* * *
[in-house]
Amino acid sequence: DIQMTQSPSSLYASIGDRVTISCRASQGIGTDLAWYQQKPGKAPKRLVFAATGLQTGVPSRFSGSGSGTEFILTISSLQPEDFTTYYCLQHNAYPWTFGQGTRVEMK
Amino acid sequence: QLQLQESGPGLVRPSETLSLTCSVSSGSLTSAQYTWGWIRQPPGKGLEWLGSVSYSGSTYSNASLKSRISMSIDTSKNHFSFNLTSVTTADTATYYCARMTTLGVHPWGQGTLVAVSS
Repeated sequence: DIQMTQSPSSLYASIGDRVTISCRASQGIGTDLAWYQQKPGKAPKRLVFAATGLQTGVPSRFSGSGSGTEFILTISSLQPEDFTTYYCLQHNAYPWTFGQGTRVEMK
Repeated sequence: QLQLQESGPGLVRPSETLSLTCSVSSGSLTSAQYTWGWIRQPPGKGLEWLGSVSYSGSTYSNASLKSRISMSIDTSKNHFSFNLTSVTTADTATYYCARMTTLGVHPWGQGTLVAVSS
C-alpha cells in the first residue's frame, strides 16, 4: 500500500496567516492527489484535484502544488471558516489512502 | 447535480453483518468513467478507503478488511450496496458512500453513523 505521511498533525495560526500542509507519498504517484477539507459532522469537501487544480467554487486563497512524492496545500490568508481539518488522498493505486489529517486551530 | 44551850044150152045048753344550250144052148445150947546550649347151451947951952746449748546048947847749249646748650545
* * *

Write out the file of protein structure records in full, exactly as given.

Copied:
[in-house]
Amino acid sequence: DIQMTQSPSSLYASIGDRVTISCRASQGIGTDLAWYQQKPGKAPKRLVFAATGLQTGVPSRFSGSGSGTEFILTISSLQPEDFTTYYCLQHNAYPWTFGQGTRVEMK
Amino acid sequence: QLQLQESGPGLVRPSETLSLTCSVSSGSLTSAQYTWGWIRQPPGKGLEWLGSVSYSGSTYSNASLKSRISMSIDTSKNHFSFNLTSVTTADTATYYCARMTTLGVHPWGQGTLVAVSS
Repeated sequence: DIQMTQSPSSLYASIGDRVTISCRASQGIGTDLAWYQQKPGKAPKRLVFAATGLQTGVPSRFSGSGSGTEFILTISSLQPEDFTTYYCLQHNAYPWTFGQGTRVEMK
Repeated sequence: QLQLQESGPGLVRPSETLSLTCSVSSGSLTSAQYTWGWIRQPPGKGLEWLGSVSYSGSTYSNASLKSRISMSIDTSKNHFSFNLTSVTTADTATYYCARMTTLGVHPWGQGTLVAVSS
C-alpha cells in the first residue's frame, strides 16, 4: 500500500496567516492527489484535484502544488471558516489512502 | 447535480453483518468513467478507503478488511450496496458512500453513523 505521511498533525495560526500542509507519498504517484477539507459532522469537501487544480467554487486563497512524492496545500490568508481539518488522498493505486489529517486551530 | 44551850044150152045048753344550250144052148445150947546550649347151451947951952746449748546048947847749249646748650545